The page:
Bob Strauss on his horse in the Poudre River, c. 1900
Was "Cache La Poudre" the original name of our local river that flows through downtown Fort Collins?
Summarized by Rheba Massey
There have been several names for the Cache La Poudre River according to sources in the Fort Collins Local History Archive. The earliest name was Pateros Creek. When Major Stephen H. Long reported on his 1820 expedition to
the Rocky Mountains, he referred to what is thought to be the Cache La Poudre River as Pateros Creek. He said it was named Pateros
Creek from a "Frenchman who was said to have been bewildered upon it, wandering about for twenty days almost without food." He was
found by a band of Kiowas who frequented this part of the country and restored to his companions, a party of hunters camping at that
time on the Arkansas. (Story in 1936 Fort Collins Express Courier, no date).
A similar story was told to the son of an early settler named Simon Duncan. C.A. Duncan relates this story in his
book Early Memories of the Cache La Poudre. C.A. said that an old fur trader, who was a friend of his father's,
told him that he had camped in a dugout the winter of 1839-40 just north of Greeley. He said when he first camped there at an earlier
date it was called Piteux (means 'Piteous' in French) Creek, because a party of trappers had left a young man camped there to look after
the trap line. He became insane due to his isolation and wandered about until his clothes were torn to shreds, his hands and
feet frosted, and when found was in a very pitiful condition. The trappers were so impressed that the name was given to the creek to
express their feelings. When he was camped on the stream in 1840, it was called Cache La Poudre. Could "Pateros" somehow have been
misinterpreted as "Piteux" or vice versa as the story was passed down?
In 1949 the Fort Collins Pioneer Association had a guest speaker, John Colhoff, an Indian historian from the Sioux Indian Museum in Rapid City, South Dakota. He told of the days when his grandparents, members of Ki-Ya-Ksa Indian band of Sioux, lived in the Fort Collins area and called the river "Minni Luzahan" which means "Swift Current." (Article pasted in the Pioneer Association Scrapbook, no date)
Abner Loomis told his story in the 1883 Fort Collins Courier. He related that Antoine Janis told him that it was in November 1836 that a large party of trappers and employees in the service of the American Fur company, while on their way from St. Louis to Green River, Wyoming camped near the present site of Bellvue. Antoine Janis, then a boy of 12, was with his father Antoine who was the captain of the caravan. During the night a heavy snowstorm, which continued for several days, set in and prevented travel for the time being. When the storm abated, the order was given by the wagon boss to lighten the heavily loaded wagons and continue the journey. A large, deep, cellar-like pit was dug, and in it were placed all the goods which could be spared. The pit was then carefully filled in, a pile of brush placed on it and burned, to make it have the appearance of an old campsite and thus deceive any Indians with thieving intentions. The wagon train went on and reached its destination safely. Later in the season some of the teams returned, reopened the pit, reloaded the goods that had been safely cached and departed without the loss of a single pound of freight. A large percentage of the cache was powder, and hence the name Cache La Poudre, a French phrase signifying "where powder was hidden." (Story from Ansel Watrous' History of Larimer County, 1911)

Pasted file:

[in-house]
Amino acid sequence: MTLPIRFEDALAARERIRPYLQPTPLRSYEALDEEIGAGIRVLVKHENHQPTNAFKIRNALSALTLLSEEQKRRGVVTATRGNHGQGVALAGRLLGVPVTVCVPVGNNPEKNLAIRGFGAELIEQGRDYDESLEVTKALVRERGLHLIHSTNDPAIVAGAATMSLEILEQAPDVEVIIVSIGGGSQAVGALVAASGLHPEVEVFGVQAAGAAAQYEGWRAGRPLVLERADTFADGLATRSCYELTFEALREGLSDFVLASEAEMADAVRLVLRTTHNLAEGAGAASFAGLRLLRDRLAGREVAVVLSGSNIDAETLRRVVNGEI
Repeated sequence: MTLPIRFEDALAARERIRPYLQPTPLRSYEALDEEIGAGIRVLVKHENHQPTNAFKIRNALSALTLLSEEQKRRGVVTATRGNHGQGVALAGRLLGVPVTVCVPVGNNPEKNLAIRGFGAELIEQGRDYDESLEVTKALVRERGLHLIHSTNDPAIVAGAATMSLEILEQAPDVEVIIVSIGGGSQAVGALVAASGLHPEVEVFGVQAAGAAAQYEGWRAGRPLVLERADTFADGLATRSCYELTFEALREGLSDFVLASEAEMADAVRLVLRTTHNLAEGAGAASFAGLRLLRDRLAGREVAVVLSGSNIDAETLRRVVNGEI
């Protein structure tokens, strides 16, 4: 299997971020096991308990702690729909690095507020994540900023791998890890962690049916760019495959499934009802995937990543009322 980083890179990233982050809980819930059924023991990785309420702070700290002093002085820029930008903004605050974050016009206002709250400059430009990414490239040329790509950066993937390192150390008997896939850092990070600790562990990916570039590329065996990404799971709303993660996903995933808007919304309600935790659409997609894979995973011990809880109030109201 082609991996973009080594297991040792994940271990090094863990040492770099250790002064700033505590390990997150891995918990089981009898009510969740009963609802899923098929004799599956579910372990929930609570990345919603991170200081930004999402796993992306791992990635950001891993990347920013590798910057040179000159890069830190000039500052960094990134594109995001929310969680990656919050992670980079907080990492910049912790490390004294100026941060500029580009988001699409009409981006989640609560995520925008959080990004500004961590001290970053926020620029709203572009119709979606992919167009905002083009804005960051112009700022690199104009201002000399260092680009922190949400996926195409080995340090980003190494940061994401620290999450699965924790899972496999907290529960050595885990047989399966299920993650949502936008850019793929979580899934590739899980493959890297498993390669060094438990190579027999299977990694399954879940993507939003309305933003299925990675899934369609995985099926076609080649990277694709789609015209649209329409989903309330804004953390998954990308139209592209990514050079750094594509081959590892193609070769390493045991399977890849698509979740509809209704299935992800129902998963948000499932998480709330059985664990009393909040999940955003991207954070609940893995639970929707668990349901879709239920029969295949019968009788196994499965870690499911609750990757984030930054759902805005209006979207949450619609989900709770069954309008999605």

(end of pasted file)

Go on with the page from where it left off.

However, there was no known American Fur Trade expedition to this area in 1836 and in a letter dated March 17, 1883, Antoine Janis states that he first came to Colorado in 1844. Additionally, Colonel Henry Dodge stated in his diary that his expedition "Passed the mouth of the Cache de La Poudre" in 1835. Some historians believe that Janis was really referring to William Ashley's 1825 expedition to the area, for Ashley had a similar story of a snowstorm near Bellvue and he said "after fortifying his camp" he proceeded into the mountains and ultimately to Green River. Hopefully, some avid researcher will find the answer to this mystery.